I know *I* have been silent for those reasons. Even formulating coherency in this post has taken me hours, and taken me through an exhaustive range of emotions. I cannot imagine how reporters who are dedicated to bringing the truth in a manner devoid of emotion are coping, especially now that there is public outcry over their inaction until this point.

Like I said, this is a human rights violation. This is a serial killer we're talking about. About the only thing that could have made this entire scenario more abhorrent would be charges of cannibalism on top of it all.

So no, I don't fault the media for being silent, any more than I fault myself for not having chosen to speak up until now.

I place the blame where it belongs, on the man who committed these sins, these evils. I blame him for shocking us into silence, into heartache, into an impotent rage over the injustice done to these women and these babies.

Remember, this is not a case of choice, this is a case of murder.

Monday, April 15, 2013


I started out this blog post saying I had no words. And then I realized I do.

I have words for the assholes like Alex Jones:

(Thanks Wonkette for the tweets.)

Those words include "You're a prick" and "You have lost the point completely" and "How dare you?"

There are no "buts" in this scenario. There is only "our hearts go out to."

This is a tragedy that did not just affect Boston, MA. This is a human tragedy. This is Columbine, this is 9/11, this is Newtown, this is all of us. This is our friends and our family. This is our neighbors, this is you and me.

Don't argue with me that there were "only" two dead, and there were "only" ~100 injuries (that are currently reported, anyway.) This was done with extreme malice and vitriole, this was done with hatred and evil, as were all the events I listed above, and then some.

I think the venerable George Takei put it best when he said "When tragedies strike, heroes rise to meet the challenge: the first responders seen sprinting toward the blast site, the runners who changed course to run to local hospitals to donate blood, and the fine citizens of Boston who at once opened their homes to marathoners in need of a place to stay. When we come together, we cannot be brought down."

So FUCK YOU, Alex Jones, and those who are on your heels with similar sentiments. You may stand apart, but the rest of us will stand together, and together we'll heal from this.

Monday, April 8, 2013

Bug update

For those of you new to the blog, my son Riley, AKA Bug, has Neurofibromatosis type 1. (Also known as NF1.)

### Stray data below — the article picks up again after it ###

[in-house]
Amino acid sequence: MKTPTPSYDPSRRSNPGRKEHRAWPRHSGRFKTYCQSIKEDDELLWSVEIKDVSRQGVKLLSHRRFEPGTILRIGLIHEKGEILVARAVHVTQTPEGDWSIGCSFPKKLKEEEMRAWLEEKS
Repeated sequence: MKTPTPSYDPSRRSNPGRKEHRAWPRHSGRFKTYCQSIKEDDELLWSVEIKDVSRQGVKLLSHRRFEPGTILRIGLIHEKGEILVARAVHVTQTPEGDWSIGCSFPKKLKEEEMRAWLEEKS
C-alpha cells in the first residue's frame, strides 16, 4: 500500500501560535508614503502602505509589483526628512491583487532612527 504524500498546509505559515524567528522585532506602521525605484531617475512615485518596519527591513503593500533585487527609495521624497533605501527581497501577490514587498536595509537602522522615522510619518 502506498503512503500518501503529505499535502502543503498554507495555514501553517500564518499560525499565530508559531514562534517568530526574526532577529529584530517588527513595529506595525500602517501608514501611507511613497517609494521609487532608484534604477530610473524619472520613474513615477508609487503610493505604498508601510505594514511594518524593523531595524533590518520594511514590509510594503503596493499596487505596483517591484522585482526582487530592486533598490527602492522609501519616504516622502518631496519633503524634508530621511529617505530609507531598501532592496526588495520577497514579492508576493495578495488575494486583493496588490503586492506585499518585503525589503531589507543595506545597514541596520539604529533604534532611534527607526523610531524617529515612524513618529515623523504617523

In short, Neurofibromatosis type 1 is a genetic disorder characterized by symptoms such as multiple large cafe au lait spots and axial/inguinal (armpit and groin,) freckling on the skin, tumors (called "fibromas,") on the skin, in the muscles, on the nerves, along the spine, and in the brain, vision problems, macrocephaly, cognitive delays and learning disorders, epilepsy, scoliosis, and fine and gross motor development delays.

It has manifested in Bug in that he has the cafe au lait spots, axial and inguinal freckling, one dermal fibroma (small skin tumor,) speech and motor delays, and macrocephaly, or a large head. Thus far, there have been no vision issues, signs of epilepsy, scoliosis, or severe tumors.

Today we met with his geneticist for his one-year follow-up exam. Over the course of the appointment, we discussed things such as Riley's first fibroma (on his lower back on the right,) his previous brain MRI, the course of treatment thus far, and predicted outcomes for the future.

His brain MRI showed no signs of tumors on the optic nerve (called optic glioma,) only some UBOs (Unidentified Bright Objects,) in his cerebellum, which are nothing to be concerned about and quite normal for a NF1 patient.

Doc said that he was unconcerned with the fibroma, and that there will undoubtedly be more that develop. Most "disfiguring" fibromas (Large ones on the skin, or ones deep within the muscle/running along multiple nerves,) would have already presented by now, so he feels we're "out of the woods" in that regard.

So far the course of treatment is to just sit back and monitor his development as he grows. The disease's progress is relatively chartable with his symptoms right now, as he is a "classic" case. His physician feels that he will definitely gain speech and articulation, but it may take time. (This was something that was great to hear, as his neurologist had left things very wide open, saying that he might speak, he might speak in a limited capacity, or he might never speak. Not very comforting there.) As far as the hypotonia and hyper-extension, that is something that will probably be a lifelong struggle. Having him in OT is a good thing, and letting him ride once a week is even better.

Overall, it was a good visit. It put some fears to rest and clarified a few points that we had been flailing around. (Mainly, "does he need a full-body MRI?" and "Does he really need another MRI in six months?")

I'm especially pleased to hear that there is confidence that he will begin talking. That is something that greatly stresses me out, something that I worry over almost irrationally.

So all in all, a good day!